Wonder Woman 1984 is a cinematic superhero spectacle that will thrill audiences despite several discernible flaws. Director/co-writer Patty Jenkins takes a deep character dive into an immortal heroine’s complex personality. Godlike power is both a gift and a curse. This central theme is energetically carried through a rather simplistic storyline. Terrific supporting performances, a comical retro setting, and glaring spotlight on sexism make up for the narrative deficits. Wonder Woman 1984 delivers the blockbuster goods, but is not on par with the genre’s best films.
The story picks up sixty-six years later with Diana Prince (Gal Gadot) working as a cultural anthropologist at the Smithsonian in Washington, D.C. She fights crime with the golden Lasso of Hestia, but takes great care to destroy any recordings of her exploits. Stunningly beautiful and glamorous, she’s a constant source of attention. Diana rebuffs every advance, her heart still aching for the valiant Steve Trevor (Chris Pine). She lives a solitary existence, until a chance encounter with an awkward co-worker. Barbara Minerva (Kristen Wiig), bumbling and forgettable, idolizes everything about the statuesque Amazon.
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The museum is visited by a generous benefactor, oil tycoon and TV infomercial star, Maxwell Lord (Pedro Pascal). He’s taken great interest in a particular find. While Barbara is enamored, Diana is suspicious of the garrulous businessman. Events take a seemingly impossible turn as Diana’s greatest longing is mysteriously fulfilled. But her newfound happiness comes with devastating consequences.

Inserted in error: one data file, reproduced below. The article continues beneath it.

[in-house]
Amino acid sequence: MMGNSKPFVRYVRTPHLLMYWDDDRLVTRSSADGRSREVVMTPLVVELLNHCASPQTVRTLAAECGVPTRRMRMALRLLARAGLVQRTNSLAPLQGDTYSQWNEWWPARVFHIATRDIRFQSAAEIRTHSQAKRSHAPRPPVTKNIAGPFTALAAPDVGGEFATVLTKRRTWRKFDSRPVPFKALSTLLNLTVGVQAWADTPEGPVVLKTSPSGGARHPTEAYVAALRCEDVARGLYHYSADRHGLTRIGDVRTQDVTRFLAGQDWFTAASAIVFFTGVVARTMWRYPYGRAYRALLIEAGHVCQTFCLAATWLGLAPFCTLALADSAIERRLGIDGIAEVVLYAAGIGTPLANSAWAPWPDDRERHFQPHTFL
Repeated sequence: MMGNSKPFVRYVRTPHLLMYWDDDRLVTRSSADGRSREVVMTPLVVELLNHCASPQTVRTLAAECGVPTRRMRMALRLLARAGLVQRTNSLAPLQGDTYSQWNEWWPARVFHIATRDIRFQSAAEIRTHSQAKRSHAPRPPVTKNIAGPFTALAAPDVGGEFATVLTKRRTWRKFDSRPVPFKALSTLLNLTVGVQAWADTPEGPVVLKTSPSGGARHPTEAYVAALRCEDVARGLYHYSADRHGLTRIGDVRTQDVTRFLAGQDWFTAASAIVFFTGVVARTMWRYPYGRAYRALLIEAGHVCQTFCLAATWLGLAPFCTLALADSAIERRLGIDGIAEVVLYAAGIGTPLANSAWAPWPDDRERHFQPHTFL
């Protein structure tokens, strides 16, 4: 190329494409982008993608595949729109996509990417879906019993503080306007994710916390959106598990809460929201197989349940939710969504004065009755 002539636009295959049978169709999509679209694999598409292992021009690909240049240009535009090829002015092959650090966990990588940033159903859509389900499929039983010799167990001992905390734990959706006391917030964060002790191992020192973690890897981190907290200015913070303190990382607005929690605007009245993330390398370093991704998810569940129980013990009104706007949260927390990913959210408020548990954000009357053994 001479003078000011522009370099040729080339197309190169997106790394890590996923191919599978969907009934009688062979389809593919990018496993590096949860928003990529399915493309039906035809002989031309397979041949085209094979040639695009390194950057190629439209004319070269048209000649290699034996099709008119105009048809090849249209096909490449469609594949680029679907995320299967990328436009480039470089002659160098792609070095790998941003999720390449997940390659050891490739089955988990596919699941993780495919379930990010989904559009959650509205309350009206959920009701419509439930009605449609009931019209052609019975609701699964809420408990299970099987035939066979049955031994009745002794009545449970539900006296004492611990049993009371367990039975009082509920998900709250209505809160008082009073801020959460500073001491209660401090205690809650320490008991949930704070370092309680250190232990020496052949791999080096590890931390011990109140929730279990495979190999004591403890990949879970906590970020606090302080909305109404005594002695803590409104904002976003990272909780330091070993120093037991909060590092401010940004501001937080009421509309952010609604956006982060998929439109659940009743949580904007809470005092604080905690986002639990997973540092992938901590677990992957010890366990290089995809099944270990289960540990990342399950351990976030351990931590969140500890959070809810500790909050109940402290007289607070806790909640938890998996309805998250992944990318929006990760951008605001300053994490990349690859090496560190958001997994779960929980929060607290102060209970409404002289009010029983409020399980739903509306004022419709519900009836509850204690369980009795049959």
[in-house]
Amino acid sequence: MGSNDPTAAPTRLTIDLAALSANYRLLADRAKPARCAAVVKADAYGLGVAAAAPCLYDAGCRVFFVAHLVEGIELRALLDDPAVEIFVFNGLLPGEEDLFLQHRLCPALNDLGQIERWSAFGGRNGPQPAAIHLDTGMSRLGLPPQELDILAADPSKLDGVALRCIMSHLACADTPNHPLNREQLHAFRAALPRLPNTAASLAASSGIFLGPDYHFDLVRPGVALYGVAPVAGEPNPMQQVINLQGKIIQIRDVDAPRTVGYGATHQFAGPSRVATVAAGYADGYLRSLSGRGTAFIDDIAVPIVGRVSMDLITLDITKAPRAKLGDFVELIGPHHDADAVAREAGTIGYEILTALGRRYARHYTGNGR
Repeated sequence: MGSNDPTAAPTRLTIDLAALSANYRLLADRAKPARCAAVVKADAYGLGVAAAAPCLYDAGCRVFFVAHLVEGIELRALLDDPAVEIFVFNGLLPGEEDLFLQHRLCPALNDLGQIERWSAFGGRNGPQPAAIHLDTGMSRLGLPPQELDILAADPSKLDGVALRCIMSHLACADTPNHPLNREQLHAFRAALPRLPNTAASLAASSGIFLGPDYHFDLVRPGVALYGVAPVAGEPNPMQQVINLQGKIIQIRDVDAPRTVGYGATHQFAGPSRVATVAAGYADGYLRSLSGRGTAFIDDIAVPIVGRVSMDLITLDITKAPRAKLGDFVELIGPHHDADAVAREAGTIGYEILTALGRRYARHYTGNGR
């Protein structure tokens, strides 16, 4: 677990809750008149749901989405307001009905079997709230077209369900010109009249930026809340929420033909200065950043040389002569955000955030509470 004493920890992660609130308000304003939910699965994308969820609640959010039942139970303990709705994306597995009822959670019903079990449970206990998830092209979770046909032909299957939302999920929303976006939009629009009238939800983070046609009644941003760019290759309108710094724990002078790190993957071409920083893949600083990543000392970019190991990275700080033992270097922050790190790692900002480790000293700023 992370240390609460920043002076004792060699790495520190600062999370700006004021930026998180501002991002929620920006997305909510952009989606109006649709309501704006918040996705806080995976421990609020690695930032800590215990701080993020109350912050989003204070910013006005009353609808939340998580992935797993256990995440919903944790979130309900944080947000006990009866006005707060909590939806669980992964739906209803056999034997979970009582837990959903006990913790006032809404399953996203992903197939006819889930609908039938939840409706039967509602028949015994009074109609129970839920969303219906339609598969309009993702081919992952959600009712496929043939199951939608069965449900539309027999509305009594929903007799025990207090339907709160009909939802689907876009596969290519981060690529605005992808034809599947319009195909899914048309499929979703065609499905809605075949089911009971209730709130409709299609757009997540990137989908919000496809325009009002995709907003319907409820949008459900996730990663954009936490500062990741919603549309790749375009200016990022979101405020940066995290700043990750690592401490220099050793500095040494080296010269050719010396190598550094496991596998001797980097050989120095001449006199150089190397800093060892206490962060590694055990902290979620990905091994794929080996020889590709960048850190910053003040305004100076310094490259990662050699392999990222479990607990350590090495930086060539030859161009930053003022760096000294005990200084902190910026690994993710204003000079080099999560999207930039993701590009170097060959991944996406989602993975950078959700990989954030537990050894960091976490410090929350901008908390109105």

Patty Jenkins updates Wonder Woman with real life experiences. She’s no longer the naive Princess of Themyscira. Her decades in the human world have reinforced a sad truth. Immortality is a lonely business. Protecting the innocent is a noble endeavor, but doesn’t replace the warmth of companionship. Diana’s journey through the film is to truly understand her existence. Gal Gadot kicks a whole lot of ass, but finally gets to show the emotional price that Wonder Woman pays for duty.
Pedro Pascal and Kristen Wiig are fantastic antagonists. They get a lot of screen time with near equal subplots that parallel Diana’s. Each character is thirsting for something that has always eluded them. Maxwell Lord is a charlatan who embodies greed at all costs. Barbara Minerva is tired of being ignored, unwanted, and helpless. Her taste of strength and desirability becomes toxic. The veteran character actors bolster the film with captivating performances. Patty Jenkins gets a lot of credit for good casting here. Lessor talents would not have been able to pull off the bombastic nature of the villains without looking silly.
Wonder Woman 1984 unfortunately has a lackluster primary plot. An object, not quite a MacGuffin, is used multiple times as an excuse for massive story gaps. The film is loaded with scratch your head moments that are simply glossed over. These issues steamroll through the two hour and thirty-one minute runtime. A lot of logical questions are left unanswered. The filmmakers bet that the vibrancy of the action and good character work overcomes the obvious failings. They are mostly right. I enjoyed the film and was able to turn a blind eye when needed.
Patty Jenkins thankfully doesn’t go eighties overboard. She gets humor and style points out of the period setting. The soundtrack has a few classic pop hits, but is largely orchestral. There will be serious discussion regarding the film’s portrayal of male chauvinism and objectification of women. Diana and Barbara are subject to nonstop sexual harassment. I applaud Jenkins for forcefully addressing this issue.
Wonder Woman 1984 is sure to be a crowd-pleaser. It will have detractors, but the vast majority of fans will enjoy the experience. It’s awesome seeing Wonder Woman using all of her abilities. The film would have destroyed the box office if it weren’t for the damn coronavirus. Wonder Woman 1984 is a production of DC Films, Atlas Entertainment, The Stone Quarry, and Warner Bros. It was released abroad on December 16th. Wonder Woman 1984 will premiere in US theaters and online Christmas Day at HBO Max. Stick around during the credits.
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